“Shhh… Of course I still love you — I’ll always love you. I’ll always love you. But, honey, listen to me… I can’t love you the way you need me to — the way I should. You deserve so much more… and I can’t give it to you.”

“You’re more than I deserve!”

“No. No, it’s time for me to leave, Em.”

“No! Don’t leave me… Al — not yet!”

“I have to.”

“You said you loved me — you said you loved me! How can you leave me now? I need you! I need you — don’t go…”

“You don’t need me, Emmy — you’ll see. You’ll see. You’ll be fine once you realize I’m wrong for you — I always have been. There’s someone out there who can give you what I can’t — find that and you’ll be happy. But you must forget about me. You’ll see…”

“Nooo… come back!”

“You’ll be fine. You can do it, Em. You can do it… you’ll see.”

“No… I don’t want to see… No, I can’t! Wait!”

“Good-bye, Mary-Mackenna Martín. Good-bye…”

“Nooo! Allie, wait! Wait!” Mackenna cried, her wail disappearing into the dimness of the first light of morning. “Come back! Don’t go, don’t go…” The sound of her own voice pulled her from the emotional dream that was now a ritual, cruelly replaying every night for the past week. “Oh, Alice… why? Why did you leave?” she cried, half-asleep. “Why did you leave me? I wish you would come back… Come back to me — I miss you… I need you. I’m sorry, I’m so sorry — I know it’s my fault. All my fault…”

Slightly disoriented and confused by the source of her emotions, Mackenna struggled to awaken. Momentarily startled by the raw passion breaking through her fitful slumber, the crux of her dream finally climbed out of the fog that was her brain, and her reality became painfully clear. She was alone. Alone in her own bed, where she cried quietly into her tear-soaked pillow to muffle her sobbing. She wept until the piercing ache inside subsided to a dull pang, and the sweet sound of Alice’s voice faded into the deepest recesses of her memory. And when she could no longer hear Alice’s voice, she wept some more.

She was filled with such emptiness; the immense pain she felt when she awoke from her recurring dream was almost welcomed. Almost. With the pain came vague memories and the memories were most unwelcome. Memories that had been deeply buried for the better part of seventeen years left Mackenna unsettled and perplexed, serving only to drive her further and further into her depression.

She could barely take it anymore. The dreams, the memories, the sadness, loneliness, and, worst of all, the searing guilt. Trying to deal with it all day-in and day-out was becoming overwhelming. A writer, and known workaholic, Mackenna hadn’t written for several months because she was unable to, which only piled onto her depressed state.

Most days were spent either roaming the expansive house or sitting alone on her balcony, looking out over the city below. Each day she did less and less until whole days, then weeks, would go by before she even left her room and the safe haven of her king-size bed. Inherently, Mackenna knew if she didn’t stop her downward spiral soon, she would not be able to fight the force of it — and would find herself dragged down and forever lost to herself and the world. But knowing something and doing something about it were altogether two different things.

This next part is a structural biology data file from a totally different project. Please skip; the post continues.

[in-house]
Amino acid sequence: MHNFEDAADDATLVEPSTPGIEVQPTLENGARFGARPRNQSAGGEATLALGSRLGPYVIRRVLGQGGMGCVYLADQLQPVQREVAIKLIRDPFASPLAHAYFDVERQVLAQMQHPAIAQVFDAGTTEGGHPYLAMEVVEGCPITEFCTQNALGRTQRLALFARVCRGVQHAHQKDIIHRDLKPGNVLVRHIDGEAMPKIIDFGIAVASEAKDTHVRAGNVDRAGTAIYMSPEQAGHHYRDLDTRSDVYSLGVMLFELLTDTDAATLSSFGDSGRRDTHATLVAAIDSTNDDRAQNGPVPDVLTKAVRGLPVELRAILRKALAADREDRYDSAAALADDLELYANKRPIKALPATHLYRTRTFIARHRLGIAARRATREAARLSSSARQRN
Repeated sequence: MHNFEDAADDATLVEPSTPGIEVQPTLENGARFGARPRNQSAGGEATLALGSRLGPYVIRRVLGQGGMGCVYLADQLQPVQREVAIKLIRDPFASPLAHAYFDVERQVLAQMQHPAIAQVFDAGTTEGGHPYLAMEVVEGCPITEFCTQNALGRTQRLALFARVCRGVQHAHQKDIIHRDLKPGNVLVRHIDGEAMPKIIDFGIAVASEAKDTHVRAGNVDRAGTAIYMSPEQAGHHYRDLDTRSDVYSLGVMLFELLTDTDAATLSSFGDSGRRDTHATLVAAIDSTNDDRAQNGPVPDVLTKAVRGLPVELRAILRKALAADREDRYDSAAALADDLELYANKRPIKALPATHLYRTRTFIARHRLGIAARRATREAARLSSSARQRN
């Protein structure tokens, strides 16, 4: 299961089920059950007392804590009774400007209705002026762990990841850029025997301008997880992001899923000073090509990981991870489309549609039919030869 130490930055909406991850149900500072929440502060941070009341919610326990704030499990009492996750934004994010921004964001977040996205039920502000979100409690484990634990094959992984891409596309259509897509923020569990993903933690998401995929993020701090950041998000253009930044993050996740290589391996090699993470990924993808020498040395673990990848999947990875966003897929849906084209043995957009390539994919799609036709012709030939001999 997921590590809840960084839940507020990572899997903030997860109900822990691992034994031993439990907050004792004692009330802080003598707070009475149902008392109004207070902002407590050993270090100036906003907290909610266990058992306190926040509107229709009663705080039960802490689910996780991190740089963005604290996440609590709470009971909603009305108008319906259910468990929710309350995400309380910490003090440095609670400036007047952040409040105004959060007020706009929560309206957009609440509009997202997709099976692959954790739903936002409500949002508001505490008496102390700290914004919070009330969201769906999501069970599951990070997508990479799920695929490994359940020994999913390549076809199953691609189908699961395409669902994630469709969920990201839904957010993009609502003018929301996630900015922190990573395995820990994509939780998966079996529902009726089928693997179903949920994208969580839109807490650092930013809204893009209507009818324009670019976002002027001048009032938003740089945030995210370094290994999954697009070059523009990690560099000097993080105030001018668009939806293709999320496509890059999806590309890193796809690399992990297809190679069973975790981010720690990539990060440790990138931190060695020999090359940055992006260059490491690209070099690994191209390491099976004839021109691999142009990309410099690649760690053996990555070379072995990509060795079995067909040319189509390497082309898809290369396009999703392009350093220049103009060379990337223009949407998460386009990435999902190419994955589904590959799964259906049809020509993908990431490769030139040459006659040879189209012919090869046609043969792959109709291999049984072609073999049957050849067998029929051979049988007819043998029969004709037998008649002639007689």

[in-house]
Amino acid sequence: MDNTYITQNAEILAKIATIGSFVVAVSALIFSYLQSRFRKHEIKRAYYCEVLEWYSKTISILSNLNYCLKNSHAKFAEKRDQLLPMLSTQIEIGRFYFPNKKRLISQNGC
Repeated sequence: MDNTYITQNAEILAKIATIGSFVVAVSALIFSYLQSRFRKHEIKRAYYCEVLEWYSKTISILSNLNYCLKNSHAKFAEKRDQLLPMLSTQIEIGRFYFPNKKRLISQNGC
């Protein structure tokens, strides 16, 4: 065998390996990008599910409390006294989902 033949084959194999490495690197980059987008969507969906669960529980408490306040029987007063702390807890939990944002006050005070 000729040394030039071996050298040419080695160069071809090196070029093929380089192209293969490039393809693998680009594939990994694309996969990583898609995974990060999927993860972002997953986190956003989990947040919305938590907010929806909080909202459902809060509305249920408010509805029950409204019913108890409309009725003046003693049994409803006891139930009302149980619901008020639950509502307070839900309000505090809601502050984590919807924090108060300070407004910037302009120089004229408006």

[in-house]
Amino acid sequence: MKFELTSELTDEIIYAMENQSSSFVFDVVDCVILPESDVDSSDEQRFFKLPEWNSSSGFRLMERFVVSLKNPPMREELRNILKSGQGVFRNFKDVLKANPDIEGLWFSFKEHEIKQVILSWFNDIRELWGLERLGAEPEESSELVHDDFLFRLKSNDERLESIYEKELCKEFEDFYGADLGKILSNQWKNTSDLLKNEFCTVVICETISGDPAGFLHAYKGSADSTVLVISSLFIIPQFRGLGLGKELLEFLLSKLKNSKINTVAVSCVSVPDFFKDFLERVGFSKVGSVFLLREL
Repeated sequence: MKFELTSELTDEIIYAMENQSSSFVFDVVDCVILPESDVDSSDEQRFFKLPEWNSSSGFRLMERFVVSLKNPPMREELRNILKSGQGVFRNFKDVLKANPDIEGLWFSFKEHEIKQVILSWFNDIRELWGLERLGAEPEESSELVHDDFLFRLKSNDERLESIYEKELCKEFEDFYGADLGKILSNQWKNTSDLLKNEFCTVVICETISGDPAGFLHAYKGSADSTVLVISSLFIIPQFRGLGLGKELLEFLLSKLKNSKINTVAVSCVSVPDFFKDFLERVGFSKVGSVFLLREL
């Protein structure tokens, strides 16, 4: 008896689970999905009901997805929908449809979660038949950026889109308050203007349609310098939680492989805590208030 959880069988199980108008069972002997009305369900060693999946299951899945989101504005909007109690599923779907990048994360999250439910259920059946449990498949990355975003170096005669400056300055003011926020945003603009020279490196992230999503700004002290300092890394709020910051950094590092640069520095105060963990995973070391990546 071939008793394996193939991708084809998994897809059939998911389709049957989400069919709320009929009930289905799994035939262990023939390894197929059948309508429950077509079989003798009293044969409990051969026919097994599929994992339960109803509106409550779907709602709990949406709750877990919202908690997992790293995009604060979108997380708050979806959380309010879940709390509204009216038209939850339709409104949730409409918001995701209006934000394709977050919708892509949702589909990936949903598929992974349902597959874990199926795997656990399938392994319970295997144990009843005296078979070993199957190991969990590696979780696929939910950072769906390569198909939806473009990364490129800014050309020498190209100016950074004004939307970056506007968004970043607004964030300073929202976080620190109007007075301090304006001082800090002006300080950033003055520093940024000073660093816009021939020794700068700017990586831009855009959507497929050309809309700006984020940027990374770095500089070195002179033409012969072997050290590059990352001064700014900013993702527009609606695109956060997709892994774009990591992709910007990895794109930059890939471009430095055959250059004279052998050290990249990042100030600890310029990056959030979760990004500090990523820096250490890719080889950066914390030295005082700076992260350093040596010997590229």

Perhaps it was the urgency she heard in Alice’s voice, or the gradual build-up of her own resolve, but shortly after she awoke, Mackenna found herself downstairs, standing at the doorway of her father’s expansive and impressive library. Again. Only this time, she felt an inner strength that had been absent all the other times. She carefully closed the heavy double doors behind her and stood with her back flattened against them. She waited. Once her eyes adjusted to the darkened room, she tentatively crossed to her father’s large antique wooden desk.

Easing down into his leather chair, she sat in the semi-darkness working up the courage to continue her mission. Finally, after nearly an hour of battling her demons and doubts, she turned on the antique Tiffany desk lamp to reveal a shallow rectangular box lying on the desk, basking in the lamp’s warm, ambient glow. Staring at the laptop computer that lay closed and dormant before her, Mackenna worried that again, she would not be able to take the next steps — steps she knew she needed to take. Was her resolve stronger on this day than any in the months before? She wondered.

She sat for a long while, resisting the strong impulse to run back up to her room and remain in bed for the rest of the day as she had the five preceding days, with the covers pulled over her head separating her from the rest of the world. It would be easy. But all of the blankets in the world couldn’t protect her from her own mind and the depression that was threatening to thoroughly envelope her. It was up to her to take control. If she was up to the challenge. She was. She wanted to be. She had to be. And yet, there was still the faint memory of Alice’s voice, urging her on, fading in and out of her mind like a distant radio station.